Matt Entenza

From Wikipedia, the free encyclopedia
Jump to: navigation, search
Matt Entenza
Minnesota House Minority Leader
In office
January 7, 2003 – June 20, 2006
Preceded by Tom Pugh
Succeeded by Margaret Anderson Kelliher
Member of the Minnesota House of Representatives
from the 64A district
In office
January 3, 1995 – June 20, 2006
Preceded by Kathleen Vellenga
Succeeded by Erin Murphy
Personal details
Born (1961-10-04) October 4, 1961 (age 52)
Santa Monica, California
Nationality American
Political party Democratic-Farmer-Labor Party
Spouse(s) Lois Quam
Children Ben, Will, and Steve
Residence St. Paul, Minnesota
Alma mater Macalester College
Oxford University
University of Minnesota
Occupation Attorney
Religion Lutheran

Matthew "Matt" Keating Entenza is a Minnesota lawyer and politician who served six terms in the Minnesota House of Representatives and also ran for state attorney general. He served as House Minority Leader from 2003–2006, stepping down to focus on the attorney general's race. He withdrew from that race on July 18, 2006.

Entenza sought the office of governor in 2010.[1] After failing to gain the DFL caucus endorsement, he declined to withdraw from the race, ultimately finishing third in the August 2010 primary election, behind former U.S. Senator Mark Dayton.[2]

Entenza is running for Minnesota State Auditor against the DFL incumbent, Rebecca Otto, in the 2014 election.[3]


Entenza was born in Santa Monica, California.[4] He studied at Augustana College in South Dakota before transferring to Macalester College. After graduating, Entenza studied law at Oxford University and taught high school. After returning to Minnesota, he received his J.D. with honors from the University of Minnesota Law School.[4]

After graduating, Entenza clerked for U.S. District Judge Harry H. MacLaughlin. He then joined the Minnesota Attorney General’s Office, assigned to the Charities Division. Entenza also concurrently taught law at St. Mary's University. He later joined the Hennepin County Attorney's office, principally prosecuting white-collar crime.

Service in the Minnesota House of Representatives[edit]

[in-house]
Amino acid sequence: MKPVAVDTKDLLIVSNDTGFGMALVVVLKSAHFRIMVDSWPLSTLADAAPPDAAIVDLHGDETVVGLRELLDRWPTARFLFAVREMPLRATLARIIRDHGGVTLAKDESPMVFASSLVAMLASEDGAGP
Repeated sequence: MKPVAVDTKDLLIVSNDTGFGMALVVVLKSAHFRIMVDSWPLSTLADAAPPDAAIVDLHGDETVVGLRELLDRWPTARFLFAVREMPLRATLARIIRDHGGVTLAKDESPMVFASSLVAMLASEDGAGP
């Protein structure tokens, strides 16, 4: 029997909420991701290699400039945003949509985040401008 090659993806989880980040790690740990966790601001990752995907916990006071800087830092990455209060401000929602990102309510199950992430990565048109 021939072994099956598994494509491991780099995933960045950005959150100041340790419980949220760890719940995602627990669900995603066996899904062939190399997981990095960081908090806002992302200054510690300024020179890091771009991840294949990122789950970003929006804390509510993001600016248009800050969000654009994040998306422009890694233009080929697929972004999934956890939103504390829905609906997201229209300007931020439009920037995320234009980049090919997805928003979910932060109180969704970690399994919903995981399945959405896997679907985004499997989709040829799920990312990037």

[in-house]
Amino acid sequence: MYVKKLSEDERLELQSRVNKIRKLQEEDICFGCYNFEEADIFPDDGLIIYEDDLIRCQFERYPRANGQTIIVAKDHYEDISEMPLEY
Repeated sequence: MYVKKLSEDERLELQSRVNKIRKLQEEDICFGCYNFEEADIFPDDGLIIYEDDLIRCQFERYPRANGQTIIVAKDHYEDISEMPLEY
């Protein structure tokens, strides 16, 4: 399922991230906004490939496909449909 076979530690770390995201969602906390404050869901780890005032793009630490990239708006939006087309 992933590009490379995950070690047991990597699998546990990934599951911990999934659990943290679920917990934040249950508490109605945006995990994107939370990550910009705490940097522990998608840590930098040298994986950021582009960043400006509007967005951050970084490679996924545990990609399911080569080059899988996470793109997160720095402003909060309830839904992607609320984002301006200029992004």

A Democrat, Entenza was elected to the Minnesota House of Representatives from District 64A in 1994. The district includes portions of the city of Saint Paul in Ramsey County. He served on the K-12 Finance, Education Policy, and Commerce committees.[4] He was chief author of the “Do Not Call List” law, a consumer privacy initiative. In 2004, his caucus won 14 legislative seats, resulting in a 68-66 House divide.

2006 Minnesota Attorney General race[edit]

On July 18, 2006, Entenza withdrew his candidacy from the race for Minnesota Attorney General. Critics had raised concerns of a conflict of interest due to Entenza's wife's high ranking executive position at UnitedHealth Group. Entenza's political campaign committee was also fined $28,000 by the Minnesota Campaign Finance and Disclosure Board on August 15, 2006, for exceeding the legal amount for contributions.[5]

Minnesota 2020[edit]

Entenza founded a Saint Paul-based think tank called Minnesota 2020 in June 2007.[6]

2010 gubernatorial campaign[edit]

Entenza announced that he would seek the Minnesota DFL's endorsement for the 2010 Minnesota gubernatorial race, later dropping out of the endorsement process and running a primary campaign without the DFL endorsement. Before removing himself from the official endorsement process, he was endorsed by Minnesota Congressman Keith Ellison in May 2009[7] and Minnesota Stonewall DFL in December 2009.[8] On May 27, 2010, he announced television broadcaster Robyne Robinson as his lieutenant governor running mate.[9]

Unlike other DFL candidates, who withdrew from the race after failing to gain the DFL caucus endorsement, Entenza elected to participate in the primary election. Entenza ultimately finished third in the 2010 DFL primary election, coming in behind Mark Dayton and Margaret Anderson Kelliher.


Entenza and former wife Lois Quam are no longer married. They have three sons, Ben, Will, and Steve.

Entenza frequently mentions his Norwegian-American background.


External links[edit]

Political offices
Preceded by
Tom Pugh
Minnesota House Minority Leader
2003 – 2006
Succeeded by
Margaret Anderson Kelliher
Minnesota House of Representatives
Preceded by
Kathleen Vellenga
State Representative from Minnesota District 64A
1995 – 2006
Succeeded by
Erin Murphy